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Tampa Bay Buccaneers

Rooting Interest | S.S. Mailbag

This week, Buccaneers fans have questions about who to root for this weekend, longest field goals in team history, movie analogies, good reads and more


I don't have one specific idea to flesh out in the intro this week – where's another Mike Evans milestone when I need one? – so I thought I would just throw a handful of statistical notes at you that I find interesting. I hope you do too.

The Tampa Bay Buccaneers' rushing attack, which has resided near the bottom of the league rankings for the past two years, has found a groove in recent weeks. The 125 yards it produced in Week 12 were a single-game high for the team in 2023…until it produced 128 yards the next weekend against Carolina. That was the high-water mark for seven days, until the Bucs ground out 148 rushing yards in the big win in Atlanta.

Did you know…that's the first time the Bucs have run for at least 125 yards in three consecutive games since 2015? In fact, it's just the 12th time the team has ever done that and it ties the longest such streak in franchise history. Yes, one more big rushing game in Green Bay and the Bucs will have four straight games with 125-plus rushing yards for the first time ever.

The Buccaneers didn't commit a turnover in their win over the Falcons, which of course means they also did not surrender any points off giveaways. Tampa Bay's defense recorded one takeaway and scored a touchdown off of it two plays later for a seven-point edge in points off turnovers in the game. (The Bucs also got two points on a safety, which was made possible by an Antoine Winfield Jr. forced fumble, but Falcons fullback Keith Smith recovered it and was tackled in the end zone, so the play was technically not a turnover.)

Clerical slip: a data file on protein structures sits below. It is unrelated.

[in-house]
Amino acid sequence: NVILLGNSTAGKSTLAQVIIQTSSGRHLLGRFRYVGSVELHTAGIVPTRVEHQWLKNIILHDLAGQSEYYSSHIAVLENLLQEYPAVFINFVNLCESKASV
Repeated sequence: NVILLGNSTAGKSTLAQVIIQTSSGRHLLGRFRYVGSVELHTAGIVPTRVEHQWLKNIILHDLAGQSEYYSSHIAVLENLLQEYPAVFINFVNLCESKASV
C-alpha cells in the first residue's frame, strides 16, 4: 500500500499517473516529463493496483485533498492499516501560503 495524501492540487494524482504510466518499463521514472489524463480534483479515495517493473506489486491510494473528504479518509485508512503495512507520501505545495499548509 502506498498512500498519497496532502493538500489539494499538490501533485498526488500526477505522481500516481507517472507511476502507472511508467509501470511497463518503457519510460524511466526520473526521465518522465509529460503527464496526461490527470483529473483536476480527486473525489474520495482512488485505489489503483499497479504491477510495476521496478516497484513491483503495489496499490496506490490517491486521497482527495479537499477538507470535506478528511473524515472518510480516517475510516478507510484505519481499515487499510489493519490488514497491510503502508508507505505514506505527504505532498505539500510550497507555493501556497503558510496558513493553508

Did you know…The Buccaneers have allowed only 16 points off turnovers all season. Since 2000, the lowest points-allowed-off-turnovers the Bucs have finished a season with 37, in 2001. The average number of points off turnovers allowed in a season by Tampa Bay over the last 23 years is 86.4.

Winfield's big play in the end zone on Sunday was his fourth sack of the season, as he continues to fill out every corner of his personal stat sheet. Winfield also leads the Buccaneers with 97 tackles and has four tackles for loss, six quarterback hits, two interceptions, 11 passes defensed, four forced fumbles and three fumble recoveries.

Did you know…Winfield is the first defensive back in the NFL to have at least three sacks, at least three forced fumbles and at least three fumble recoveries in a single season since Hall of Fame safety Brian Dawkins of the Eagles did it in 2002.